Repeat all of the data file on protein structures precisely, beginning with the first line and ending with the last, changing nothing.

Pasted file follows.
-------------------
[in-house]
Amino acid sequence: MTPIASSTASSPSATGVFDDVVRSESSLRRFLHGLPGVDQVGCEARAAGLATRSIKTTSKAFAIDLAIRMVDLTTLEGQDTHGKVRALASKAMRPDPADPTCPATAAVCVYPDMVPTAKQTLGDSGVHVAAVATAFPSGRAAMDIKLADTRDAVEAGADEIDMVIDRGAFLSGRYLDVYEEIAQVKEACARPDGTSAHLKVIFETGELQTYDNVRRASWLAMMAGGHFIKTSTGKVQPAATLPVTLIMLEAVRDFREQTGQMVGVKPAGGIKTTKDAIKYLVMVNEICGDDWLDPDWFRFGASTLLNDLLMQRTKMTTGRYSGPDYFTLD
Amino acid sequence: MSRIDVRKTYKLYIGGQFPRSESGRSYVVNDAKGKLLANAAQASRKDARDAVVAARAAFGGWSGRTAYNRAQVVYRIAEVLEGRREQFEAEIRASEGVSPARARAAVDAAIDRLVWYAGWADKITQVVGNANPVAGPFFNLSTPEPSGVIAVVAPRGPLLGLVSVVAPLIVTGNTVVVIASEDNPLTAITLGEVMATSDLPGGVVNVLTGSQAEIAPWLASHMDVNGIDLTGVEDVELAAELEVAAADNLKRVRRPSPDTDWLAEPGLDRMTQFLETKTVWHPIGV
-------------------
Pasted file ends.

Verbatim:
[in-house]
Amino acid sequence: MTPIASSTASSPSATGVFDDVVRSESSLRRFLHGLPGVDQVGCEARAAGLATRSIKTTSKAFAIDLAIRMVDLTTLEGQDTHGKVRALASKAMRPDPADPTCPATAAVCVYPDMVPTAKQTLGDSGVHVAAVATAFPSGRAAMDIKLADTRDAVEAGADEIDMVIDRGAFLSGRYLDVYEEIAQVKEACARPDGTSAHLKVIFETGELQTYDNVRRASWLAMMAGGHFIKTSTGKVQPAATLPVTLIMLEAVRDFREQTGQMVGVKPAGGIKTTKDAIKYLVMVNEICGDDWLDPDWFRFGASTLLNDLLMQRTKMTTGRYSGPDYFTLD
Amino acid sequence: MSRIDVRKTYKLYIGGQFPRSESGRSYVVNDAKGKLLANAAQASRKDARDAVVAARAAFGGWSGRTAYNRAQVVYRIAEVLEGRREQFEAEIRASEGVSPARARAAVDAAIDRLVWYAGWADKITQVVGNANPVAGPFFNLSTPEPSGVIAVVAPRGPLLGLVSVVAPLIVTGNTVVVIASEDNPLTAITLGEVMATSDLPGGVVNVLTGSQAEIAPWLASHMDVNGIDLTGVEDVELAAELEVAAADNLKRVRRPSPDTDWLAEPGLDRMTQFLETKTVWHPIGV